pink eviction notice taped on a white door

Key Takeaways:

  • For southeastern renter households, Emergency Rental Assistance disbursement experienced delays as compared to national numbers and eviction moratoria appear to have been less effective.
  • Employment and rent cost data point to three hard to stay Florida metro areas where renter households that lost income during the pandemic may have had a difficult time keeping and finding housing.
  • Updated data show subsequent employment growth in these hard to stay metro areas that outpaces the national average.

In the early days of the COVID-19 pandemic, concerns about housing stability rose as the spreading virus shut down businesses, eliminating jobs. This was of particular concern for renters, who paid a comparatively larger portion of their income towards housing than owners during the first year of the pandemic.1 Over the course of the pandemic, local, state, and federal policies were implemented to address potential rental instability, resulting in a patchwork of programs and experiences for renter households across the country.

In a new discussion paper, "Sheltering in Place? A Closer Look at Pandemic Rental Instability in Six Southeastern States," we explored implementation of federal policies such as eviction moratoria and Emergency Rental Assistance (ERA) programs, which were intended to stabilize rental households across the Southeast (Alabama, Florida, Georgia, Louisiana, Mississippi, and Tennessee). "Sheltering in Place?" follows our prior analysis of the challenges and opportunities presented by Emergency Rental Assistance programs across our district.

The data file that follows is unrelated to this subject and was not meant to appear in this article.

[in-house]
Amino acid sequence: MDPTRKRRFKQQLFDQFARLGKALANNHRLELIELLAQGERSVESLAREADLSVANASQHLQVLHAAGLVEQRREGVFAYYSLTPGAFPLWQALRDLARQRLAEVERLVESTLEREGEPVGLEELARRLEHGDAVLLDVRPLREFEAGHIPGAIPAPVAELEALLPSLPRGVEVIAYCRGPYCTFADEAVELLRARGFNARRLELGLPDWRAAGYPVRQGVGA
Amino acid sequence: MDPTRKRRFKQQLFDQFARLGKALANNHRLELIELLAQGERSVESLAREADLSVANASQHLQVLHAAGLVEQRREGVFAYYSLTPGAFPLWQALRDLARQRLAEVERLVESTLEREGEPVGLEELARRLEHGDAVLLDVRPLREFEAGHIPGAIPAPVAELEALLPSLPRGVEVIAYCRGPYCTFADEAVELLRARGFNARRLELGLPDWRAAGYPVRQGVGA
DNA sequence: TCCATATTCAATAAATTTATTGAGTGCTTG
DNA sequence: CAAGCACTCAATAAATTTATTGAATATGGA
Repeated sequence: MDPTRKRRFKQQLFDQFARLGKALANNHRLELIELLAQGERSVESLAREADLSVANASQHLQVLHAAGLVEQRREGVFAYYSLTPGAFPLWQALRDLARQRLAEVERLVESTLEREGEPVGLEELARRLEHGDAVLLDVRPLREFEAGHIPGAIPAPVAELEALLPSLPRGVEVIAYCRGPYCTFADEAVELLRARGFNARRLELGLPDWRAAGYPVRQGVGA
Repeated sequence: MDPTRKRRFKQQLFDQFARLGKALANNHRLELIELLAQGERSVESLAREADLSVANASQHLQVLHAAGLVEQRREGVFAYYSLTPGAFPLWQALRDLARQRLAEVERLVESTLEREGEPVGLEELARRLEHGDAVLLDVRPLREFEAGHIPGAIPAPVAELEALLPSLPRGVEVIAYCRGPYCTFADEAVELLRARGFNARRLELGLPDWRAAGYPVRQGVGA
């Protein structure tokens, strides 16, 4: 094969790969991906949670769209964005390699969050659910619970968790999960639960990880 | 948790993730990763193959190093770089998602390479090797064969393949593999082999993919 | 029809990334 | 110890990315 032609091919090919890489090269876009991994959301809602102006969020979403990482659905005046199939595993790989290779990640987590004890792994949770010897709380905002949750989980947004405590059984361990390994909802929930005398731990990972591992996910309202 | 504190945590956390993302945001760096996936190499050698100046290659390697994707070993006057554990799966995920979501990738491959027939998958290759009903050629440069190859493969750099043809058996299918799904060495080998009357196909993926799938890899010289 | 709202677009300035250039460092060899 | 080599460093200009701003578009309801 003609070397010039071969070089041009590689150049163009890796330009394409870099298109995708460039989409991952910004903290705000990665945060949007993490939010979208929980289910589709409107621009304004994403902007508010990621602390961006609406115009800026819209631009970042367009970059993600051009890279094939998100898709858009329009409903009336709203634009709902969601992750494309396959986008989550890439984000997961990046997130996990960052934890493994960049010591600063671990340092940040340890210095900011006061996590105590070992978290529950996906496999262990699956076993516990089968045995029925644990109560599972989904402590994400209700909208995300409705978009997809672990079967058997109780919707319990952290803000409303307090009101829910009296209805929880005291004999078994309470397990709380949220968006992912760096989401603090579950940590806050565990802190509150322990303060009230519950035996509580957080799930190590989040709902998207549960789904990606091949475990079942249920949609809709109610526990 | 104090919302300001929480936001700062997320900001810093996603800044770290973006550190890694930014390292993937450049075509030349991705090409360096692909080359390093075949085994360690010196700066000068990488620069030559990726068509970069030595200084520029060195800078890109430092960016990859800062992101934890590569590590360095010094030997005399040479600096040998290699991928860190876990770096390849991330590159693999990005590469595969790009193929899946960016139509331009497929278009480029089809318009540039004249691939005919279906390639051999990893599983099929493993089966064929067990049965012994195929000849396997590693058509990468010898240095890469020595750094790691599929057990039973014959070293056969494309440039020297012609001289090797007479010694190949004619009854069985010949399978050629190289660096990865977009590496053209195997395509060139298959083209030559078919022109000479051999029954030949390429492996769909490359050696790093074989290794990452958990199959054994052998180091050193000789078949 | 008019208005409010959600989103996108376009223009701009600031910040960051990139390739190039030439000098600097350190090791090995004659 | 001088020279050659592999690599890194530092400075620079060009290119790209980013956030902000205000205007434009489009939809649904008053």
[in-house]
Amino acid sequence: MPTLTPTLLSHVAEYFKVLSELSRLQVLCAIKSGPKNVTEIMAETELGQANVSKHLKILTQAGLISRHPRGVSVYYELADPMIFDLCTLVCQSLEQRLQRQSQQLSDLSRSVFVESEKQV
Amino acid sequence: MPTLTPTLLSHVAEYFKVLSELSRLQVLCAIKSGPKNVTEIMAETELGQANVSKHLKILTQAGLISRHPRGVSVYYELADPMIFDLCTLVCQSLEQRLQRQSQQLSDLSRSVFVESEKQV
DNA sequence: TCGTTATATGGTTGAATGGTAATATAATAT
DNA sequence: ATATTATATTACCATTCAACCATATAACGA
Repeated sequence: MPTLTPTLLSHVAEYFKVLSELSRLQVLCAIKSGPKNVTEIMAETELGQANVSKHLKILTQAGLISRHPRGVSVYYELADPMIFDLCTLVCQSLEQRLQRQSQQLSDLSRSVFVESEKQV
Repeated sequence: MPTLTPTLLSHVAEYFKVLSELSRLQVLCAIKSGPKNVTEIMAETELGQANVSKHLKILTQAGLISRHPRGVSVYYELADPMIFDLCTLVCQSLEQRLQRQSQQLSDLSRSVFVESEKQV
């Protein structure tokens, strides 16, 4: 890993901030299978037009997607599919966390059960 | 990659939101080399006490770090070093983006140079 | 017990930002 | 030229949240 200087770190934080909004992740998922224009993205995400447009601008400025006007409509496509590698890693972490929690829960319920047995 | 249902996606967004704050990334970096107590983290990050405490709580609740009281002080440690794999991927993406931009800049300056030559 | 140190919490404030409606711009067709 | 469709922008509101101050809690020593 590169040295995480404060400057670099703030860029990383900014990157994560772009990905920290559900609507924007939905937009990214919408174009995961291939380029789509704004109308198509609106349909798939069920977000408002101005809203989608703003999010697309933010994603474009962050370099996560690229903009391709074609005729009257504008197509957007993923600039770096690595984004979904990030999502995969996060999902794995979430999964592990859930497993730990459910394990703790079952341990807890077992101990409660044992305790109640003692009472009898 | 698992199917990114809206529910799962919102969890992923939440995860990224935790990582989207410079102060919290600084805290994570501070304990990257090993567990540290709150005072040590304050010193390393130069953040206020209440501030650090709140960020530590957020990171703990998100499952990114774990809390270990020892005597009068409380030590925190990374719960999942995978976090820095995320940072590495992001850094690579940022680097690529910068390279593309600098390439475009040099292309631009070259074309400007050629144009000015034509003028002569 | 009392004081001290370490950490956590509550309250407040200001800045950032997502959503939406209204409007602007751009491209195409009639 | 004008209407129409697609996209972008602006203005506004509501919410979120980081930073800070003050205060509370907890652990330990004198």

These unprecedented federal pandemic assistance policies relied heavily on state and local governments for implementation. Based on available data including ERA disbursement figures and eviction filing counts, we found that the effectiveness of the policies to stabilize renters varied greatly by geography and relied upon their efficient implementation, a consistent return of jobs, and stable rent prices. For southeastern renter households, we found that eviction moratoria appear to have been less effective and ERA disbursement experienced delays as compared to national numbers.

Alongside our analysis of evictions and rental assistance, we explored the housing instability of working renters during the pandemic using employment and rent data at the metro area level across the Southeast. Overall, rebounds in employment were not equally experienced across all southeastern metropolitan areas in 2020. Meanwhile, rent increased significantly in southeastern states and metros from 2020 to 2022, destabilizing renter households further. Across the Southeast, policies designed to stabilize renter households did not achieve the same impact as observed at the national level especially when deployed in metro areas with relatively lower employment growth and larger relative increases in median rent.